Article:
Atlantic City casinos saw their profits jump by nearly one-quarter in 2017 despite a relatively flat revenue performance.
According to figures released Monday by the New Jersey Division of Gaming Enforcement (DGE), the east coast tourist hub’s seven casino operators reported total revenue of $3.54b in 2017, up 0.9% from 2016’s tally. Counting contributions from the casinos’ third-party partners, the annual figure was up 0.5% to $3.74b.
The casinos’ gaming revenue was up 1.6% year-on-year to $2.56b, slightly below than the $2.66b the DGE originally reported in January. Room revenue slipped 3.6% to $391m despite occupancy rising 5.4 points to 86.9%, while food & beverage fell 0.8% to $427.3m and ‘entertainment & other’ rose 6% to $164.5m.
More to the point, the seven operators posted a combined gross operating profit of $723.3m, a 23.7% year-on-year improvement. Six of the casinos were in positive profit territory, with Caesars Entertainment’s Harrah’s property playing spoiler, as its profit fell 2.7% to $115.8m.
To virtually no one’s surprise, the market-leading Borgata led the profit parade with $292.5m, up 19.5% from 2016. Caesars Atlantic City ranked second with $92.1m (+19.5%), narrowly edging out the Tropicana’s $91.9m, although the Trop had the year’s biggest percentage gain at 71%.
Bally’s led the rest of the cast with $42.1m (+8.1%), followed by the Golden Nugget’s $40m (+38.3%) and Resorts’ $23.1m (+23.6%). The two internet-only operators in New Jersey’s regulated online gambling market – Resorts Digital and Caesars Interactive Entertainment New Jersey – reported profits of $14m and $11m, respectively.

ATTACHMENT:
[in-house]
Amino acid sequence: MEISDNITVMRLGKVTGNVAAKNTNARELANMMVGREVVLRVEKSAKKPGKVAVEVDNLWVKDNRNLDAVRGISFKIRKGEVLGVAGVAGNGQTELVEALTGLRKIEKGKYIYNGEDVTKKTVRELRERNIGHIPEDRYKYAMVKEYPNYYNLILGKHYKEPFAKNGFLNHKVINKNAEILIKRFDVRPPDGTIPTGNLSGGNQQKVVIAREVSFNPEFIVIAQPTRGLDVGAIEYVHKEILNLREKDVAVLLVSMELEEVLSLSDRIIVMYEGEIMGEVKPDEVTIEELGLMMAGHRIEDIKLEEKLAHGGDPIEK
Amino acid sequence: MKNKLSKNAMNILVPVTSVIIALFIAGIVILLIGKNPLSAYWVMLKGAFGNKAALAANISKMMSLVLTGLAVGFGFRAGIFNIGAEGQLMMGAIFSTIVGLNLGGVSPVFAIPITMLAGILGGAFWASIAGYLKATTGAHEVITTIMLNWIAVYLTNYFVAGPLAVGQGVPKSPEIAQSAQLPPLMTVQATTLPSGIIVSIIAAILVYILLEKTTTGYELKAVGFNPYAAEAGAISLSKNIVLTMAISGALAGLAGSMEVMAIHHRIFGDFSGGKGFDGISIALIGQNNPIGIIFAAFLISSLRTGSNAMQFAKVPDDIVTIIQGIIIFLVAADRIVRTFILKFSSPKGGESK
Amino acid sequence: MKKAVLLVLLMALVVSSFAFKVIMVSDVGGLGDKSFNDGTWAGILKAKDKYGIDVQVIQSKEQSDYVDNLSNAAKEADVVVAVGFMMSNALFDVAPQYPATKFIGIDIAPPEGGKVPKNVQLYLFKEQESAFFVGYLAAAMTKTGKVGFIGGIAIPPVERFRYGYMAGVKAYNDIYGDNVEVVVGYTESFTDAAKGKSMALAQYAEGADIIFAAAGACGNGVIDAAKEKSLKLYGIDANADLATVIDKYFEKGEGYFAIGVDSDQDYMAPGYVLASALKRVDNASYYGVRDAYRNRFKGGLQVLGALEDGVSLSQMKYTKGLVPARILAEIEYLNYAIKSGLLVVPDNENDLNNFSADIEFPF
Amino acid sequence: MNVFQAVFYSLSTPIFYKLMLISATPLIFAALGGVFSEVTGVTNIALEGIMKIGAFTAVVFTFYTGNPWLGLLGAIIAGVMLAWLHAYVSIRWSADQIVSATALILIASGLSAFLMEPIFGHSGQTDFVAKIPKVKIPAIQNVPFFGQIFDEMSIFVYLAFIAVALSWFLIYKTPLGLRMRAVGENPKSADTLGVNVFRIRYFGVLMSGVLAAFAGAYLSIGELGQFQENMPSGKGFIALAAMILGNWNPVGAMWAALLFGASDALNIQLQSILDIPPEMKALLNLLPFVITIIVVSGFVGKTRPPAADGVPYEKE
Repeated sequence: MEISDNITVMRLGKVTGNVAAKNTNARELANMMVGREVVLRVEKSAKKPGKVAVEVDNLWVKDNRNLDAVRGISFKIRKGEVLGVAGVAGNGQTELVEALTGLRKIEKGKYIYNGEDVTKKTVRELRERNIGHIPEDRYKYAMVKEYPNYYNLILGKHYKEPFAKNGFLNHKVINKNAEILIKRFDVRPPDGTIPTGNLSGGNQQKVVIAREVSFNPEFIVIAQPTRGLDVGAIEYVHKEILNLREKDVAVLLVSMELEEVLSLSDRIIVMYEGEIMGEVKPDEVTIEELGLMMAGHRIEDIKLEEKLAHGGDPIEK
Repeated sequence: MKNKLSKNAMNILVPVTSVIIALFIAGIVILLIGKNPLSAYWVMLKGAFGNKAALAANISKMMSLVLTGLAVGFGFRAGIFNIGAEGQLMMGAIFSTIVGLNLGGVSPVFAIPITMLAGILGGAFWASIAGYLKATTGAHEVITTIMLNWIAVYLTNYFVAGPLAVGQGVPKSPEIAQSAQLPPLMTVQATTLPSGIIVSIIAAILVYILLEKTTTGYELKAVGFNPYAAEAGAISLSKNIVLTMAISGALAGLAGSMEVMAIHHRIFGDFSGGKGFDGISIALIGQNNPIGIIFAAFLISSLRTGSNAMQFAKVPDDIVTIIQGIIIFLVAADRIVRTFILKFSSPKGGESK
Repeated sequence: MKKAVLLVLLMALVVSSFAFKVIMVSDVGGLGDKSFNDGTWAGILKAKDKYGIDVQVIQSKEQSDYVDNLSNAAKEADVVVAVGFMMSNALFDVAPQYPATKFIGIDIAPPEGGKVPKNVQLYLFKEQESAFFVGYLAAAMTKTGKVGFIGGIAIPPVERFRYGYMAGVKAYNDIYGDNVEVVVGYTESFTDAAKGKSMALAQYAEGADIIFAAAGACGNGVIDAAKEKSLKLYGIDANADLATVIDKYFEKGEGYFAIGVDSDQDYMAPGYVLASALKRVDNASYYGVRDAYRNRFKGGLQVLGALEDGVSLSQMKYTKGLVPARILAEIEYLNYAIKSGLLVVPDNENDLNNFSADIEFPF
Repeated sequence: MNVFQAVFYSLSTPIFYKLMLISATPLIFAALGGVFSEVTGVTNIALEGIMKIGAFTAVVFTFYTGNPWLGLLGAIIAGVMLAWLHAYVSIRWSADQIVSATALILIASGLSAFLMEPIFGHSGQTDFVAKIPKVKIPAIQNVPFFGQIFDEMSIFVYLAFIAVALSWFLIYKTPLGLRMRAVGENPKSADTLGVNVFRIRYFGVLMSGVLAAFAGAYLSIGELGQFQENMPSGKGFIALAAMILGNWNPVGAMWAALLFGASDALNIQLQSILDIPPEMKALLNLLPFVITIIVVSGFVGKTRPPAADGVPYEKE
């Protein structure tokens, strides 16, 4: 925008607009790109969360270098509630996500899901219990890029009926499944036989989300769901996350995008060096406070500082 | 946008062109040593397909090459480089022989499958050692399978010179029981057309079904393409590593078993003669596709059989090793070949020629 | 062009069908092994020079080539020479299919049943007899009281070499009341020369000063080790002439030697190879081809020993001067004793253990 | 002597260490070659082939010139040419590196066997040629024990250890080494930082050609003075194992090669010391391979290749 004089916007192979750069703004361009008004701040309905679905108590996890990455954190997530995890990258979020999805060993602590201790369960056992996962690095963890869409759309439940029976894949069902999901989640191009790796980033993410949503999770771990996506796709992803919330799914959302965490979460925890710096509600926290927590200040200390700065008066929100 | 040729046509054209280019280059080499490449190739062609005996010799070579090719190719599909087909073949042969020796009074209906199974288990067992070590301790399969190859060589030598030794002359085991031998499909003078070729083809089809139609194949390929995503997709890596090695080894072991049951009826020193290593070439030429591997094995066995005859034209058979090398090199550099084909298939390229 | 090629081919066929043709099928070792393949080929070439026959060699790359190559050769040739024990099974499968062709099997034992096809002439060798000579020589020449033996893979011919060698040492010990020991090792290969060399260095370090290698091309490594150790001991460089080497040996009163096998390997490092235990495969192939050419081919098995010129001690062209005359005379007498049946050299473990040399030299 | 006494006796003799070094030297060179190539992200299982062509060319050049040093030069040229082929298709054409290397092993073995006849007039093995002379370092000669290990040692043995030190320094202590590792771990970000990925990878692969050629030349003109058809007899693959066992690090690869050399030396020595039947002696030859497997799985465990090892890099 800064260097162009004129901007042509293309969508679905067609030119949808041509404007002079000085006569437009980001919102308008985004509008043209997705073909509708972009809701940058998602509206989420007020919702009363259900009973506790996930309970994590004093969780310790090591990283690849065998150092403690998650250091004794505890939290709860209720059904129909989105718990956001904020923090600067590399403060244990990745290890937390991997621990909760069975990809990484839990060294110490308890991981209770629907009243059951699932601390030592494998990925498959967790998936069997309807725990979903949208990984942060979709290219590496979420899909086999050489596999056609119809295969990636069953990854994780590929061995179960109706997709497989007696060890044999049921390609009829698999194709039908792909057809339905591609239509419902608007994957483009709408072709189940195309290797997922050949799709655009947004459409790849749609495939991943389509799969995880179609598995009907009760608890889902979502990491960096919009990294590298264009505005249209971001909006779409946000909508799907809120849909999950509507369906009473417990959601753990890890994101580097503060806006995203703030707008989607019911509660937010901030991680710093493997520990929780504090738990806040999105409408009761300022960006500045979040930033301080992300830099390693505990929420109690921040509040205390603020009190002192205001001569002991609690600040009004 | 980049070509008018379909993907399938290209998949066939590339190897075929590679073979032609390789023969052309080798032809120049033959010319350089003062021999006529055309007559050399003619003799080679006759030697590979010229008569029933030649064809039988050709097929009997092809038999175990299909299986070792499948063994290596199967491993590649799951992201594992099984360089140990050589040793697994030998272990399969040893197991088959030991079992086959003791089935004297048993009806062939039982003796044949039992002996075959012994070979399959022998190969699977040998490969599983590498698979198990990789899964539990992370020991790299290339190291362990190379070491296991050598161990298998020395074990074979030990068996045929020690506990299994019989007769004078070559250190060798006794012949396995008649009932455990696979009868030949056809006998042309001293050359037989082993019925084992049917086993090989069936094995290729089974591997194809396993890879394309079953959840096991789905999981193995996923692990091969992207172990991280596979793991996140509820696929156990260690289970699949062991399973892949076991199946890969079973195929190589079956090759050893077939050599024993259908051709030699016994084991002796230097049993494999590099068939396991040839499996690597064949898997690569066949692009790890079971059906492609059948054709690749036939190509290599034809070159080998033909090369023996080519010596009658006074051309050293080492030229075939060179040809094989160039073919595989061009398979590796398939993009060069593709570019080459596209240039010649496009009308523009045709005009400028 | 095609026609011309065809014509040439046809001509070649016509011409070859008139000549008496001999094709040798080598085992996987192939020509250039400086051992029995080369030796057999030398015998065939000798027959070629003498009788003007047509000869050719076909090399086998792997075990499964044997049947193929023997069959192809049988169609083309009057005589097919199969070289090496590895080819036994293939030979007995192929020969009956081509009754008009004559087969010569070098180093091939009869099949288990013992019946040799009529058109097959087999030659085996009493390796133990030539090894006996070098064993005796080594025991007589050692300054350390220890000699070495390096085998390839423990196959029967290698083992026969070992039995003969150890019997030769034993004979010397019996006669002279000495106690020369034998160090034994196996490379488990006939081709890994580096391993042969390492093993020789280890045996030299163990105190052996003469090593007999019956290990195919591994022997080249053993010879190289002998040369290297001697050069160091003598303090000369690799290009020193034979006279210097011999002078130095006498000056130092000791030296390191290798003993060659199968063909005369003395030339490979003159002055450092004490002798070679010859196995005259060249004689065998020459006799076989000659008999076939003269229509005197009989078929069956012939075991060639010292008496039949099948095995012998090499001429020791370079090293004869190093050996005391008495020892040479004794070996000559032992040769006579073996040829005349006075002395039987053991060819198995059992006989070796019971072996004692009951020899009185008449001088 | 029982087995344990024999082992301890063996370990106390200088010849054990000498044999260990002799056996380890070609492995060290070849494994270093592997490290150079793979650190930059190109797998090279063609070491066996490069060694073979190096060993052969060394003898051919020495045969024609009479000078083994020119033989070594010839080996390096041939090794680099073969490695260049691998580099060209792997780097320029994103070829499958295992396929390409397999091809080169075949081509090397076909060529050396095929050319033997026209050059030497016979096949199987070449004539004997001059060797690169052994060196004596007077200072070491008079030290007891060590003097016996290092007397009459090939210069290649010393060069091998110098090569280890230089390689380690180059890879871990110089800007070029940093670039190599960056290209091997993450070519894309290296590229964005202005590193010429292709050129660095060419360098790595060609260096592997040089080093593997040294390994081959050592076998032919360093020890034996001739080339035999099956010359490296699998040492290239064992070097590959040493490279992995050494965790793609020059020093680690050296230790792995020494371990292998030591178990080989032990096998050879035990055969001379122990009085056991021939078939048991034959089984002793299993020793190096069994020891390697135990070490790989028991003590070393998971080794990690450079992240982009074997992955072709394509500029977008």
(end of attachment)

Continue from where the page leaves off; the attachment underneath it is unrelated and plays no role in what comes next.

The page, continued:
The profit gains accelerated in the fourth quarter of 2017, with the combined total rising 36.5% to $161.4m, significantly higher than Q3’s 17.6% rise. Operators will hope to ride this momentum into the current reporting period.
Atlantic City’s casino profits have spiked since the market began its enforced downsizing in 2014, leading to five casino closures. But two of these properties – Hard Rock Atlantic City (the former Trump Taj Mahal) and Ocean Resort Casino (the former Revel) – are set to reopen this year, and fears abound that two more casino mouths to feed could cannibalize revenue and stop the profit party cold.